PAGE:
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#1184749 - Sat Dec 16 2017 10:01 AM Re: Eeek! New Internet Guidelines
flopsymopsy Offline

Administrator

Registered: Sat May 17 2008
Posts: 4448
Loc: Northampton England UK
There was quite a good video on the BBC News site which explained net neutrality in layman's terms - it's here. I hope you can view this outside the UK.

I wouldn't be as sure as Kyle is that the US decision won't affect other countries. For example, in the UK internet delivery is protected under EU law but when we leave the EU? Who knows. We already have a bit of "preferential treatment" in the mobile phone market where some packages include more/faster streaming for a higher price but our main ISP services are protected not just by law but by the fact that the UK is one of the world's most competitive ISP markets. If a provider started to introduce higher pricing to access some sites over others there's enough competition to attract consumers elsewhere. Plus our laws regarding the physical provision of services, ie the phone wires and cabling, are both complex and competitive. So we have some leeway and probably a margin of advantage over countries where the basic provision isn't as protected, either by law or by market forces or both.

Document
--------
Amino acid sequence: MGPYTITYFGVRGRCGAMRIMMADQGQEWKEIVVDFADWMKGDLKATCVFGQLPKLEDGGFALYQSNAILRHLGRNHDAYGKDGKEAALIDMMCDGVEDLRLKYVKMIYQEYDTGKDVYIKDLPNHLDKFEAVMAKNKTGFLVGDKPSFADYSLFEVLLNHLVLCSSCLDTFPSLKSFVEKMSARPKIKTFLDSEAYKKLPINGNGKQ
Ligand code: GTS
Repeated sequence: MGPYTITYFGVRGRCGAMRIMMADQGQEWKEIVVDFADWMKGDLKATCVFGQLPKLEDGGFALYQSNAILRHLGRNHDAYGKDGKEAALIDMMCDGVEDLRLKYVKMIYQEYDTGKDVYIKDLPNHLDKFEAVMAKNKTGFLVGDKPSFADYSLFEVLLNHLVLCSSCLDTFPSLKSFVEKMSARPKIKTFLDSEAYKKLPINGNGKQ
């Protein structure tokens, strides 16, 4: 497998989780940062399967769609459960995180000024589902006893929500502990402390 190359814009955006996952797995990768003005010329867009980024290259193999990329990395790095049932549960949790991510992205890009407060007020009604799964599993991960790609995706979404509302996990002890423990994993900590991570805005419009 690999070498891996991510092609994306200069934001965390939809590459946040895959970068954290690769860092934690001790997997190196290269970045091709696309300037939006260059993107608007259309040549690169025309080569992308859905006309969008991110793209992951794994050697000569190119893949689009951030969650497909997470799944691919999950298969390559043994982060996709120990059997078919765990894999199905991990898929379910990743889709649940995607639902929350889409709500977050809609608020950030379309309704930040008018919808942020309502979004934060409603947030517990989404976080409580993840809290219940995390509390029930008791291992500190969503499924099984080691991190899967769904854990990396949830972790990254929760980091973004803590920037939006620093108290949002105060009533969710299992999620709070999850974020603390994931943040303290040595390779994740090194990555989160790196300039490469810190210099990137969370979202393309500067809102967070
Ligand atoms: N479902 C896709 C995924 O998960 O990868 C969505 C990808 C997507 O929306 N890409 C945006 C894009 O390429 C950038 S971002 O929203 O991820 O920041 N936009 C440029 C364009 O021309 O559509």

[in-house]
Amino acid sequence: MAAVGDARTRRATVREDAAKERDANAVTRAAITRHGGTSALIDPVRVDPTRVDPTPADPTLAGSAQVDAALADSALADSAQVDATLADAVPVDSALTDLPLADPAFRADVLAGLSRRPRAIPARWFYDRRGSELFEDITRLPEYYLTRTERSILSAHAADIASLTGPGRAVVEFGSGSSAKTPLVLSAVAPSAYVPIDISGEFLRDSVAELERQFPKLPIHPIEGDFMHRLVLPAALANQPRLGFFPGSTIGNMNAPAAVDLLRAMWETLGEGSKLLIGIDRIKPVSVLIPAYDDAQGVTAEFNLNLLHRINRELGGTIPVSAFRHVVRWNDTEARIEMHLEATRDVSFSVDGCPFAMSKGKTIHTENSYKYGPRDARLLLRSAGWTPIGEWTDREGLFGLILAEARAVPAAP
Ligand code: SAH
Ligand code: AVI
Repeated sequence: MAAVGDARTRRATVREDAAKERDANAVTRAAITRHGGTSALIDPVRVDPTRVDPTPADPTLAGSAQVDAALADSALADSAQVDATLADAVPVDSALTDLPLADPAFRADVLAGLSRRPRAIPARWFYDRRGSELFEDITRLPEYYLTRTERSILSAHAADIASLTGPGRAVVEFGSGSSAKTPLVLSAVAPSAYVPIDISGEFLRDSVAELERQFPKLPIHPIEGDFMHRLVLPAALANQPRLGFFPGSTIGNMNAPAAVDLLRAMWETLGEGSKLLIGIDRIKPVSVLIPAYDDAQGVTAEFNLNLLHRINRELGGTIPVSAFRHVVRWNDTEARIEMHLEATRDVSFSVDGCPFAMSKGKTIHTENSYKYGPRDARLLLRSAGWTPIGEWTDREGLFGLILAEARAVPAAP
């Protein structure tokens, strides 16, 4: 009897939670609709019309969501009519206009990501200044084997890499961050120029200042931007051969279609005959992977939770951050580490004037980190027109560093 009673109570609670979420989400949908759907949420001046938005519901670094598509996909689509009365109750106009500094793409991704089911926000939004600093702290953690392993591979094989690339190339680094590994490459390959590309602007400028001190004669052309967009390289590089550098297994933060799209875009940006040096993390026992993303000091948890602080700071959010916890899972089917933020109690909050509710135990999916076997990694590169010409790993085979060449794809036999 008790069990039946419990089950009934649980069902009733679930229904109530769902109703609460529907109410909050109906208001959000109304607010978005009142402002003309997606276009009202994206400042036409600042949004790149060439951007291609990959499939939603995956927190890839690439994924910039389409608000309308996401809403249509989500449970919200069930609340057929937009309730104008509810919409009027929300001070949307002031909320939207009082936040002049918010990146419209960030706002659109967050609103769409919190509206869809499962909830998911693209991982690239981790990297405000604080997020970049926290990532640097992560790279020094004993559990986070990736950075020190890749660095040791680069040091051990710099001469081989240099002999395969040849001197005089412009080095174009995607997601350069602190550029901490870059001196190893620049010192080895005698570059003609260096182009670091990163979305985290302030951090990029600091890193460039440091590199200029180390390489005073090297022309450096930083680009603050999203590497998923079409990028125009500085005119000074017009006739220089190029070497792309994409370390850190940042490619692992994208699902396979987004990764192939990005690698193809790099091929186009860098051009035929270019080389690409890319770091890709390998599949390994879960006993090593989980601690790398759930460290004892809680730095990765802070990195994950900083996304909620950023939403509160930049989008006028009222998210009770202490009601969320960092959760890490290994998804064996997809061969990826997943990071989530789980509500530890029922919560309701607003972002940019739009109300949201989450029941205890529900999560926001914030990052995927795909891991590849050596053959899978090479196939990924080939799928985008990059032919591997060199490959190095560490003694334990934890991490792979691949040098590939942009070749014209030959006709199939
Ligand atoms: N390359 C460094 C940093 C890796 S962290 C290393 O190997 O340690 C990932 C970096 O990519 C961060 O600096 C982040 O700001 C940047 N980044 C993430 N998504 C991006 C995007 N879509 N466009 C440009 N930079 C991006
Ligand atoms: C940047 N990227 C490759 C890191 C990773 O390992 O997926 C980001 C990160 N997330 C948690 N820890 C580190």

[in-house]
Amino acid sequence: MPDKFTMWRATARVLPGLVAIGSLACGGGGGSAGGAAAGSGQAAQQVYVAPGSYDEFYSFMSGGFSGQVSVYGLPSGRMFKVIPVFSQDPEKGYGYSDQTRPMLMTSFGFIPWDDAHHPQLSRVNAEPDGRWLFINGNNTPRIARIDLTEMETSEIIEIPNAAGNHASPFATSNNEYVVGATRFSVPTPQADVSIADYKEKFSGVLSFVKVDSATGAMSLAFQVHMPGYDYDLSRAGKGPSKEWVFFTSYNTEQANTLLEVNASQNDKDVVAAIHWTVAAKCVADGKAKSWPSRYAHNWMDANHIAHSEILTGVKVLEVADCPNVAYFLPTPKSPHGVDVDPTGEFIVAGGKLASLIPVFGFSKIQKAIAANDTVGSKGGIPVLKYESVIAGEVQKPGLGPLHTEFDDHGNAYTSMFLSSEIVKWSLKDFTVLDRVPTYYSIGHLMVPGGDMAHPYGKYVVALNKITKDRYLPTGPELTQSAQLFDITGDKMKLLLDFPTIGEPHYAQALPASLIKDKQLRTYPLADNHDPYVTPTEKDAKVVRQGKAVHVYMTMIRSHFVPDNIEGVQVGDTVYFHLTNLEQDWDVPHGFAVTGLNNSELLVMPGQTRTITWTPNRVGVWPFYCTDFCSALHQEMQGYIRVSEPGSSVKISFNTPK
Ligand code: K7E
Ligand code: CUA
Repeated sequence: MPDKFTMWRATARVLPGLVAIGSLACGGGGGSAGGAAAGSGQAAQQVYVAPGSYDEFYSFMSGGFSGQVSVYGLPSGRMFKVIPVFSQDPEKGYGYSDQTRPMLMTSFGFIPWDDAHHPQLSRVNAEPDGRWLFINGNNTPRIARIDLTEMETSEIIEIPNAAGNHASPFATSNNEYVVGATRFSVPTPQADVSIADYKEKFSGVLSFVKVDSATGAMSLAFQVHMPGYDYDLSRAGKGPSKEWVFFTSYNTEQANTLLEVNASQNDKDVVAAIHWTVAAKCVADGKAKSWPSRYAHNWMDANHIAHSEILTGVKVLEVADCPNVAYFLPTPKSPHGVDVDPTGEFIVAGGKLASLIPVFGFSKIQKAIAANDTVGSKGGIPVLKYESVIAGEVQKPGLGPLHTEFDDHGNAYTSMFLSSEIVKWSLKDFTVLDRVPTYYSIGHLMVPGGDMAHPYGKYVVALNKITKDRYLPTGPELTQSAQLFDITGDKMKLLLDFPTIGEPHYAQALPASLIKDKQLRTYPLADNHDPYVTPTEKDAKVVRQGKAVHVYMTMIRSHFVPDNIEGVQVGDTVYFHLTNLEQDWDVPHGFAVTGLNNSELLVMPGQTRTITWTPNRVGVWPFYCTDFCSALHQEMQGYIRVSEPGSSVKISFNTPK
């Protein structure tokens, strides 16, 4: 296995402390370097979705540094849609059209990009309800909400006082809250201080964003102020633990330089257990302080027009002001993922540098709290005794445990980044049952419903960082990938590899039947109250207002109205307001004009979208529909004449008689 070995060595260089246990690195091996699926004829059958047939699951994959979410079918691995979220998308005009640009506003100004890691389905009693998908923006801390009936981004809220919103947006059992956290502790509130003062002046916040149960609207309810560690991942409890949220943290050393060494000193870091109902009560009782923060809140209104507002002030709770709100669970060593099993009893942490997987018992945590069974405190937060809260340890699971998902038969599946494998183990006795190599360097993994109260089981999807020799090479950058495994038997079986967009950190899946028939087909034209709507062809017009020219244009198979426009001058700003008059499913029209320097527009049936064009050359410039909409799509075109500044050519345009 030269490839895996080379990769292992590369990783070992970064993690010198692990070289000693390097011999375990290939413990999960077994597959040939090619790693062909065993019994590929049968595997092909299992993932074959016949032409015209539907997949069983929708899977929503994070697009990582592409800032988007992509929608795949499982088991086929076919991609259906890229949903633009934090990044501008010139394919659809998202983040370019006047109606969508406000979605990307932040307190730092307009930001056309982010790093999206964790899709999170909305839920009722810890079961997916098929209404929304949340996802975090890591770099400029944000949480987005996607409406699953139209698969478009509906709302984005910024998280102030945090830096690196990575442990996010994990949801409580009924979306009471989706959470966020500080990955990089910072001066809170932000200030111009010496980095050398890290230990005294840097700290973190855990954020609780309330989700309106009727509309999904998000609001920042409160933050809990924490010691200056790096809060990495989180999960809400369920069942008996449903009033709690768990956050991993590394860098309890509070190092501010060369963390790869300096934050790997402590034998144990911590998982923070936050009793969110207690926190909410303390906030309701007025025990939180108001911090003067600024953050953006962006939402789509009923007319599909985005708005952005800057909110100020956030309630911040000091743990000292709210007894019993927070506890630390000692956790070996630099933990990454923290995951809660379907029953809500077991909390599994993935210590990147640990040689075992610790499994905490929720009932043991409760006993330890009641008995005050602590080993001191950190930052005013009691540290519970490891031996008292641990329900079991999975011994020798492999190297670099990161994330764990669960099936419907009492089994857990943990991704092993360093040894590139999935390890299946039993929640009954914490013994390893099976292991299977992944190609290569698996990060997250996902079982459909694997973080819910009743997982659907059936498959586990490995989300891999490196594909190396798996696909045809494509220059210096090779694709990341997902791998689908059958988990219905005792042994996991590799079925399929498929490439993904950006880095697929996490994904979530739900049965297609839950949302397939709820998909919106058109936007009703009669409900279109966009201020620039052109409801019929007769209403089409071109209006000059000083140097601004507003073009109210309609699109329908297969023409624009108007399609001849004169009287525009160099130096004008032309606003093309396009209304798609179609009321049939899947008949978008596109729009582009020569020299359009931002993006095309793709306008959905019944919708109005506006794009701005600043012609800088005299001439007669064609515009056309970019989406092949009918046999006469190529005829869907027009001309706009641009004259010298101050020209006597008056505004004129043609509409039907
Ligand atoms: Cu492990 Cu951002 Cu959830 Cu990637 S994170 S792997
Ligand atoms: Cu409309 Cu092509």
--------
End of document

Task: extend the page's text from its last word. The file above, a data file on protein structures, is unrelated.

The USA isn't as protected by competition. It may seem strange but the country that regards itself as the bastion of free enterprise isn't really anything of the sort, not in this area anyway. A tiny number of media companies in the USA provide internet connectivity and they have carved up the market so that in many places consumers don't have much, if any, choice. As a result, if and when they decide to increase prices or to offer services such as Netflix or YouTube if and only if the consumer pays an additional fee then the consumer will have little choice there either. Net neutrality isn't just about sending all web traffic at the same speed, it's about doing that for the same toll-fee - which hitherto has been free.